The ‘Will Millennial Doctors Change Healthcare?’ study spoke to more than 300 GPs and primary care physicians in the UK and the US, of whom half were aged between 26 and 40.
It looked at issues for health professionals including the doctor/patient relationship, use of technology and job satisfaction.
The survey - carried out for communications agency 3 Monkeys Zeno - discovered that 89% of millennial GPs found it hard to spend enough time with patients to develop trusted relationships, although more than half felt this was one of the most important aspects of providing patient care.
Meanwhile, pressure on resources that made it hard for people to book an appointment, coupled with the lack of time GPs had to spend with them, was eroding the doctor/patient relationship, the survey found.
A strong majority of millennial doctors said they felt digital communications between GPs and patients was having a positive impact, while three quarters said direct communication with patients via mobile phones had a positive effect on engagement.
Commenting on the survey results, David Berkovitch, head of UK healthcare at 3MZ, said the survey showed that both patients and GPs were benefiting from digital communications.
He told GPonline's sister publication PRWeek: 'Connecting with patients through digital channels can help put the doctor/patient relationship back at the centre of things where it belongs.'
Mr Berkovitch argued that GPs could be supported to deliver 'concise and impactful information' to patients if they were given the tools to create short videos and podcasts, shared through social media platforms such as LinkedIn, as well as augmented reality displays.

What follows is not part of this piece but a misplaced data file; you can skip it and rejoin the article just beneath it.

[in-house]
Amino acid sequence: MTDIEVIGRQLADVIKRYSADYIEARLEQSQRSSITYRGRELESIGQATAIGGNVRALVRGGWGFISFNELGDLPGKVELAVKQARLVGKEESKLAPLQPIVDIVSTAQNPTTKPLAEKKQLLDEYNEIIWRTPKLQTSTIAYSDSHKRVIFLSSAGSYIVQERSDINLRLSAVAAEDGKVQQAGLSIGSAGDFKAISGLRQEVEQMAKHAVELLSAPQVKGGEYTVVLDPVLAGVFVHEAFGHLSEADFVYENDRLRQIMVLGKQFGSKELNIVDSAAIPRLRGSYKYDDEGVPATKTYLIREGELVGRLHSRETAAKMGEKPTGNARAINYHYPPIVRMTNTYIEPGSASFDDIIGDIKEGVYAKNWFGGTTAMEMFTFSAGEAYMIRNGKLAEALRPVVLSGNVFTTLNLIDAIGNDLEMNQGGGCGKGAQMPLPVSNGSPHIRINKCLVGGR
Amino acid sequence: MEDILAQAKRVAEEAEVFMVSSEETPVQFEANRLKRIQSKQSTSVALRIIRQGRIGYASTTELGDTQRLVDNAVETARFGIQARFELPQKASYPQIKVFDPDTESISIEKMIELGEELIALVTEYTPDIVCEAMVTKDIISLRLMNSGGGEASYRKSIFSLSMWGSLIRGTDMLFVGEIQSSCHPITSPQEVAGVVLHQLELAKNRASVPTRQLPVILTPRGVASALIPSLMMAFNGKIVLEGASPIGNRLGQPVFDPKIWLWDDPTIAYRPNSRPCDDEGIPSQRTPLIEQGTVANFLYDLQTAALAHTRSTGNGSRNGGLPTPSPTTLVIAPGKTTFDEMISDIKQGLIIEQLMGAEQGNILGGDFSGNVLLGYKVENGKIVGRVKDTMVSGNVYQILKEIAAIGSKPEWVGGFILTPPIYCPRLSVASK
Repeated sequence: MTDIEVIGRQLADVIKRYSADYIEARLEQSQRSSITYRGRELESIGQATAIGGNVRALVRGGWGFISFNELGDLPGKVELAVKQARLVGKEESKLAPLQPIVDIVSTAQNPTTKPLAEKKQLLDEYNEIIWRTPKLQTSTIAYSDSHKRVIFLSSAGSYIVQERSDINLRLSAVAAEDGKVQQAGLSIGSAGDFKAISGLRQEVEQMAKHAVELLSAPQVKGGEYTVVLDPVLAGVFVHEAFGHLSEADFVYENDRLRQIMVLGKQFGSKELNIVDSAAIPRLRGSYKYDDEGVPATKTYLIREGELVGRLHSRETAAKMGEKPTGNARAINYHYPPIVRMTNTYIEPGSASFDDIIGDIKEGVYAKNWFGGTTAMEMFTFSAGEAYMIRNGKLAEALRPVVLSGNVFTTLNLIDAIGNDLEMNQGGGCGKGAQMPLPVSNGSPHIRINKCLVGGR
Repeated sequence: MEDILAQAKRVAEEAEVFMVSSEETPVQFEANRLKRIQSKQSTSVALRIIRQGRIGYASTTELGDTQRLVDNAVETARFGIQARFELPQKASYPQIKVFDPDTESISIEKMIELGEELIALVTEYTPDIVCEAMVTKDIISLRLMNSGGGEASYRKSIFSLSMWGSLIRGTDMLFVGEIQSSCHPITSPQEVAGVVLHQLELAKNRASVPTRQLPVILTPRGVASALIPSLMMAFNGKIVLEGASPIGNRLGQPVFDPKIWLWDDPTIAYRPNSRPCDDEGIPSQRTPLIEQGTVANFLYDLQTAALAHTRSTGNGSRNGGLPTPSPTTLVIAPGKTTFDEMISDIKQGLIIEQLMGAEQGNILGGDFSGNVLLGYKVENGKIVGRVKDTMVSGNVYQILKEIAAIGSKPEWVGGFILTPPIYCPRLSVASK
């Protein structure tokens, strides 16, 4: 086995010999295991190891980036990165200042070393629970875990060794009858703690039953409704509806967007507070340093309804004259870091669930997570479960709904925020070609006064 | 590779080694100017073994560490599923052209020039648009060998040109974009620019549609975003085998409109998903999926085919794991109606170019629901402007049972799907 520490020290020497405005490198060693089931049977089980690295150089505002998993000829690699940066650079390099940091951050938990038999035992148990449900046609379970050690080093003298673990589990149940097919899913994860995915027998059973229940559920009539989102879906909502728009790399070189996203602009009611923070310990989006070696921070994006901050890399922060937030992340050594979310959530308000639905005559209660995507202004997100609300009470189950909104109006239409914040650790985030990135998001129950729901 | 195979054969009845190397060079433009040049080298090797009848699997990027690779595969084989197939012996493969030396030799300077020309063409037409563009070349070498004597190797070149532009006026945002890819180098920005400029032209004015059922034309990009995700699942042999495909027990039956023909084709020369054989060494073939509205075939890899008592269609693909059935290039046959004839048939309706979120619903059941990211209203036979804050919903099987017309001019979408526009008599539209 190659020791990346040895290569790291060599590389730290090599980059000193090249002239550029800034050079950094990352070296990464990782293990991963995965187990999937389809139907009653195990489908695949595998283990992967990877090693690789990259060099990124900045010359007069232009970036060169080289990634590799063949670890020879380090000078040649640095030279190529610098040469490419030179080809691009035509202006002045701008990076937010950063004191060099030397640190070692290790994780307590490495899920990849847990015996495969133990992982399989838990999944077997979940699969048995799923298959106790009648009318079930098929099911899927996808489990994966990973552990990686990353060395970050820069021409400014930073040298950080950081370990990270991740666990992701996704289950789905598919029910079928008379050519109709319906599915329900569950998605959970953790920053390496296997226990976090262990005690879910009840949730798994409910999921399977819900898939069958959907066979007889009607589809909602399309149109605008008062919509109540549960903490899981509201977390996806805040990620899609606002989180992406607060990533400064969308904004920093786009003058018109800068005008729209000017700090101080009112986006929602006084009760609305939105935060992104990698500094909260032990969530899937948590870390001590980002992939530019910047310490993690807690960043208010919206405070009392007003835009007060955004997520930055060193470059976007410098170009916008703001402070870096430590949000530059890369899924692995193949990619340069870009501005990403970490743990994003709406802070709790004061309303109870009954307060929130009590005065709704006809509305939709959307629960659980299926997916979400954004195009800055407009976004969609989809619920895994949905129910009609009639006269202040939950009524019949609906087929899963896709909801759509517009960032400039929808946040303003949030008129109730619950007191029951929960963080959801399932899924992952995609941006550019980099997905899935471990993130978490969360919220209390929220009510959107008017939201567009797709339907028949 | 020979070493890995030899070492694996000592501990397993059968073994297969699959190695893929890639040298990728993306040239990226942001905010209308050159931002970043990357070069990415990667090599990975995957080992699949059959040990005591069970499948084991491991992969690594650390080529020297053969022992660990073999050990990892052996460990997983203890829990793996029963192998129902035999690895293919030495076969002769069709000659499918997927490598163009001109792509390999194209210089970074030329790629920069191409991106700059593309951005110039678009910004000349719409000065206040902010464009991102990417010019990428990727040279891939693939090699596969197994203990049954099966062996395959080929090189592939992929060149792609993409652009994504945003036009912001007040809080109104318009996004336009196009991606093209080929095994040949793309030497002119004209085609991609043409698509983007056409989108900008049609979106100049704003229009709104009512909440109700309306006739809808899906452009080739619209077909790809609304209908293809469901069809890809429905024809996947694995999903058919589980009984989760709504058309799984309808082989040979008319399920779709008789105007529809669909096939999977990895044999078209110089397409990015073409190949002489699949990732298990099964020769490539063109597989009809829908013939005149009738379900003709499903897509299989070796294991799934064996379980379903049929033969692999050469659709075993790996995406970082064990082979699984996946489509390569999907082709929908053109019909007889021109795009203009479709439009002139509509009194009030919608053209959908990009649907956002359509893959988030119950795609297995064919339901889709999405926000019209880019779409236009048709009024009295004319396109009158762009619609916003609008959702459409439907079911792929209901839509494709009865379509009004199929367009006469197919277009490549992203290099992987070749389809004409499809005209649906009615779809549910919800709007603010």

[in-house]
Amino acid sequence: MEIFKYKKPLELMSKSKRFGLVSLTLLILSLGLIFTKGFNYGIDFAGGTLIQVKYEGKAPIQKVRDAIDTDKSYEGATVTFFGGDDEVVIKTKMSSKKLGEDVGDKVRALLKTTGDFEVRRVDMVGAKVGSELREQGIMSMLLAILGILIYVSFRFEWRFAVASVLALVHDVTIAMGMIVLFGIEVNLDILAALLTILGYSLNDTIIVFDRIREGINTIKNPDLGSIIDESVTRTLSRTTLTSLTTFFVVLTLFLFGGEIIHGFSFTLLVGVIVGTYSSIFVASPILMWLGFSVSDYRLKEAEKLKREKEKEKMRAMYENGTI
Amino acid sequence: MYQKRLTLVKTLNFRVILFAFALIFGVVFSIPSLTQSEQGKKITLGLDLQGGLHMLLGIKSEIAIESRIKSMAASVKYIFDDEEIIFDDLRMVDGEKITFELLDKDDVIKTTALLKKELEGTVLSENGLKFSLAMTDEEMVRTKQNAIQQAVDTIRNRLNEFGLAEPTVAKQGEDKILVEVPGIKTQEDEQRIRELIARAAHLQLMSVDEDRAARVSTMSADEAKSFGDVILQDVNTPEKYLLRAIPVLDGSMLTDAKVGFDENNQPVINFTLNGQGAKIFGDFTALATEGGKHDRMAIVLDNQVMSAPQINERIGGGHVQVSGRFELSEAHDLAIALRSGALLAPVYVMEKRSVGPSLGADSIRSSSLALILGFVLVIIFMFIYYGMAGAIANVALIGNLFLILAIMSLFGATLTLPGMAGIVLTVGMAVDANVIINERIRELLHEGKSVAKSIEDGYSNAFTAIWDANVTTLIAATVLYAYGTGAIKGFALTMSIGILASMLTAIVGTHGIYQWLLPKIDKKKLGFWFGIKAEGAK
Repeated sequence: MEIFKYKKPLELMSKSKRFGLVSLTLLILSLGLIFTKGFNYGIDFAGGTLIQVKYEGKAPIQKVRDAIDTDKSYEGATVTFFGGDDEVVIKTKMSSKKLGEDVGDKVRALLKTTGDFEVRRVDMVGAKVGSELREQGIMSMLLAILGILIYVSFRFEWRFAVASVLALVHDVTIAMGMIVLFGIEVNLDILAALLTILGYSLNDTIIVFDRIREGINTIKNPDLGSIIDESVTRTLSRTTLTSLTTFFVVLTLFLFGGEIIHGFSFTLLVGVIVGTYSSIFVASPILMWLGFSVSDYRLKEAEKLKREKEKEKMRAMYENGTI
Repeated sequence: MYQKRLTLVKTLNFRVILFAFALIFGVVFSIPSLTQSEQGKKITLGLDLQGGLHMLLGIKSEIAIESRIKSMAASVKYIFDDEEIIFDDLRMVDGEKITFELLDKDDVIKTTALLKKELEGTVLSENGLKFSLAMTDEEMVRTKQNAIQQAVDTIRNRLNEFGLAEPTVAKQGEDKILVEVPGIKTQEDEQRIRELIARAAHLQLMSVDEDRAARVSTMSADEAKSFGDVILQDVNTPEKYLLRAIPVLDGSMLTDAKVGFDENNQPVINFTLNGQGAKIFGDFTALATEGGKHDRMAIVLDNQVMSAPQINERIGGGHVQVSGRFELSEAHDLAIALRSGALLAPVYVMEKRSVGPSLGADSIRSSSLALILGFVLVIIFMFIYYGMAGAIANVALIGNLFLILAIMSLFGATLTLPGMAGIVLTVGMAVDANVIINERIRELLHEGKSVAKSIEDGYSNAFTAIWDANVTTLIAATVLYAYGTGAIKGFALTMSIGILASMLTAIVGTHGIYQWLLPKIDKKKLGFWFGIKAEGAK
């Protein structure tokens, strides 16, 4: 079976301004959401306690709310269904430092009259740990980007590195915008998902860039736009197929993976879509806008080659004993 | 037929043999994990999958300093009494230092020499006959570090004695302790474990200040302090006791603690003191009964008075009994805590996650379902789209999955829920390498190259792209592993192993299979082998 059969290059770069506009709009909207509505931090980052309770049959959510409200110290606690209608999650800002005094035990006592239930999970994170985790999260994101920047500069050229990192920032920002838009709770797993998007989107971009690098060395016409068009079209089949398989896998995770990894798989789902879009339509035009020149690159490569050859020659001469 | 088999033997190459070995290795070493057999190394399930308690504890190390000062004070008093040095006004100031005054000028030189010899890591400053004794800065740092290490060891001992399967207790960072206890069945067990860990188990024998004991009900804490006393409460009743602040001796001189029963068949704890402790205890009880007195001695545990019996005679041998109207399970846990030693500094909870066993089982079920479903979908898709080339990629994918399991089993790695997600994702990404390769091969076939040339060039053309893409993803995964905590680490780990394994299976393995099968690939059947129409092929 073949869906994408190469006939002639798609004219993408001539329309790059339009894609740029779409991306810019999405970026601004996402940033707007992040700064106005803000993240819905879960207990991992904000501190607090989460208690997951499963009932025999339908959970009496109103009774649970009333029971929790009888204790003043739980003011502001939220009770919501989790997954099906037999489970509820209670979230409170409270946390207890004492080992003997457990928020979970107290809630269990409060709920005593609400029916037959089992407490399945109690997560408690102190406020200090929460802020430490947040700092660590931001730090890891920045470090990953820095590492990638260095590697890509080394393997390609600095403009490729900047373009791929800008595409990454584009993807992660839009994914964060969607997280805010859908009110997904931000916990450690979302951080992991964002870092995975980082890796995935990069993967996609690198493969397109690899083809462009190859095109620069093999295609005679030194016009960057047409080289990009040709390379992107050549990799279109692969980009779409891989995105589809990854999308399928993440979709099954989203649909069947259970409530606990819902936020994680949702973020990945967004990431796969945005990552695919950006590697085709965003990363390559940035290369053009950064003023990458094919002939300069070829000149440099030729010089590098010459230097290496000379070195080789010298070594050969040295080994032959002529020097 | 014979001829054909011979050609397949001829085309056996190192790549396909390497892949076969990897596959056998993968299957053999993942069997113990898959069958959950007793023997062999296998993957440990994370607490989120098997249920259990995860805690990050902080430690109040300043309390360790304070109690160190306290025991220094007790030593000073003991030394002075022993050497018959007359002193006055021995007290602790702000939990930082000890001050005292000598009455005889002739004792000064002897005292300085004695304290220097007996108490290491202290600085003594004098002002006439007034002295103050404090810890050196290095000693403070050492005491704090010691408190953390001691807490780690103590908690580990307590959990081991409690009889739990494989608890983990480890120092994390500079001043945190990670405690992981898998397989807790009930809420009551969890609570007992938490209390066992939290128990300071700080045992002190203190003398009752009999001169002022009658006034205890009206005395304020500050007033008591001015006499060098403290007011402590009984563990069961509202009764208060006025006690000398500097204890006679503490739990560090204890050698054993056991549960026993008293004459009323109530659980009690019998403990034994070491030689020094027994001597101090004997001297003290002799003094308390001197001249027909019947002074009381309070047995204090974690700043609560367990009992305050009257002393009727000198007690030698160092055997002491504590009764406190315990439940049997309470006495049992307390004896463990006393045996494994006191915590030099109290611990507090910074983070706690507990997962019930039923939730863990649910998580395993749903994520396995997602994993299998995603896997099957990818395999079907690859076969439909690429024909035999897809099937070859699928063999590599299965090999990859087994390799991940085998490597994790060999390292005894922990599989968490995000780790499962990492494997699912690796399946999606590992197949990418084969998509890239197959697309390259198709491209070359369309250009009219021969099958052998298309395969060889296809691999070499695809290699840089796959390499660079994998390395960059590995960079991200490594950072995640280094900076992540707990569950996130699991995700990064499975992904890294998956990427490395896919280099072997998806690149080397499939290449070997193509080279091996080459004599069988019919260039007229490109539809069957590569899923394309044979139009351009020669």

He added: 'We should continue to challenge ourselves to balance traditional channels… with more digestible content through contemporary channels that are based on their daily content sources.'
He added: 'This is a generation of doctors and, in many cases, patients who grew up with social media and apps. For them, two-sided communications is not only welcomed, it’s expected – social and digital communications is how they engage in most areas of their lives.'
Strategy and insight consultancy BritainThinks said it regularly surveyed younger patients who said it was intuitive for them to access healthcare via technology. Research director Anastasia Knox said: 'The use of technology in healthcare brings benefits for hard-pressed doctors.'
However, she warned: 'There are still groups – notably older people or those who are socially deprived – who do not have access to the internet, or who simply have a strong preference for face-to-face communication when it comes to their healthcare.'
The survey findings came as BMA leaders warned that plans to use digital-first providers to bolster access to general practice in underdoctored areas risked 'short changing' patients.
- This article first appeared on PRWeek